On Friday, February 19th, I was wading up to my knees in the main current downstream of the dam at Oxford Mills, counting Mudpuppies. The count was 140 that night – 20 shy of our record! I was training the big spotlight on the pinkly glowing sinuous shapes of giant feathery-gilled salamanders when I was startled by a phalanx of large, ghostly grey, linear shapes moving upstream toward me.
The last fish we saw here this season was a cold-stunned Rock Bass, waving its pectoral fin helplessly in the air as it was carried around in an eddy after having been swept over the dam. Traditionally fish let themselves drift downstream towards Kemptville and the Rideau River when winter chills the upper creek. In the summer below the dam we see Pike and Perch, Rock Bass, Sunfish and Bullheads – and large Carp too.
On early winter Mudpuppy Nights we have netted a Fallfish or two, and once Fred took a rare Rhynicthes cataracta (Longnose Dace) out of the mouth of a Mudpuppy – but fish sightings are rare here after the beginning of December.
After we settled at our table in the Brigadoon Restaurant Fred passed me his journal page so I could do a memory sketch of the fish I’d seen “running” up toward the dam in a tight school – because we’re not sure what they were! They were grey with noticeable scales and a broad dark green lateral stripe. I took two photos, which mostly show beautiful ripples and a couple of probably warped fish head shapes. Perhaps they were Fallfish, but why they were tightly schooled and approaching the dam is an interesting question… The school of about thirty individuals, each about 3o cm in length, dispersed as it went past me, and we saw no more coming after – except a half-sized one hanging out near the bridge on the west side.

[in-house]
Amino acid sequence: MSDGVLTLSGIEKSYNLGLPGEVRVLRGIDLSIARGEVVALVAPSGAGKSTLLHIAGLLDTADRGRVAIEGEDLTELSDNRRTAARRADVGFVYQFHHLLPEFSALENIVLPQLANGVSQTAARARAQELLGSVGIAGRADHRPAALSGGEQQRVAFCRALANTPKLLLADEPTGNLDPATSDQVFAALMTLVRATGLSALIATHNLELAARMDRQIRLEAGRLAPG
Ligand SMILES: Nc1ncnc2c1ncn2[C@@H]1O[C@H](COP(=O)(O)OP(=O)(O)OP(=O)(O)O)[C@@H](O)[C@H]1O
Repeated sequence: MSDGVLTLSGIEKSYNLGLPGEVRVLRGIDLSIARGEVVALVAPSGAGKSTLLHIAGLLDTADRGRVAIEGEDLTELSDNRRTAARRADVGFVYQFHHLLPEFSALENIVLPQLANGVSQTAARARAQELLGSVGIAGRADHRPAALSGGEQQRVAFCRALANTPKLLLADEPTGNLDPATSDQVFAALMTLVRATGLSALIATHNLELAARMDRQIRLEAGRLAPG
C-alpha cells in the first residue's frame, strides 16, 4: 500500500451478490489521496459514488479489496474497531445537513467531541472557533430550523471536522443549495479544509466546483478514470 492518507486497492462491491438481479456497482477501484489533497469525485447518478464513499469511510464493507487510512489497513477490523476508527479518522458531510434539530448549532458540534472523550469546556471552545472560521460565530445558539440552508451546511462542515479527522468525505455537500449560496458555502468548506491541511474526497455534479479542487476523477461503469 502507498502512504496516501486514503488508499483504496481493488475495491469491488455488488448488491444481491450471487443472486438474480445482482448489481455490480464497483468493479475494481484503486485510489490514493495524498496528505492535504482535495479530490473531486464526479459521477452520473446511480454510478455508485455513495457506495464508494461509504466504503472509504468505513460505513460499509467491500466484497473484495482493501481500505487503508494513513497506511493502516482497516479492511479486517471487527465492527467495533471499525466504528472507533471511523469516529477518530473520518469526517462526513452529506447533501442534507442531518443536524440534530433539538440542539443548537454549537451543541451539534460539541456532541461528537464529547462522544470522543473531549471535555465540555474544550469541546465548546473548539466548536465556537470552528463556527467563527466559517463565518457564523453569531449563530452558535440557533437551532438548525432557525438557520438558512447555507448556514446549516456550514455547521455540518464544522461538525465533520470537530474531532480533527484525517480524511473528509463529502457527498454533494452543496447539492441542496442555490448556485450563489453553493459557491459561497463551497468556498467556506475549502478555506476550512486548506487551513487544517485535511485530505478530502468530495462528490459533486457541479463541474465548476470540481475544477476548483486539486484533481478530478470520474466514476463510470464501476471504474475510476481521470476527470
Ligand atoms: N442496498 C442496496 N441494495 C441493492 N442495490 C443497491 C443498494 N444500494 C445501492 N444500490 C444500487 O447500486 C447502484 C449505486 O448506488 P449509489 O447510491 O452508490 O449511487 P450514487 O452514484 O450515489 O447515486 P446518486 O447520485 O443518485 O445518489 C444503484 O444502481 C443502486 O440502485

Life is an adventure – you never know what’s going to happen once you put your waders on and get out into it! (Fred’s waders have holes in them – that’s why I’ve been delegated to Friday night wading on Mudpuppy Nights).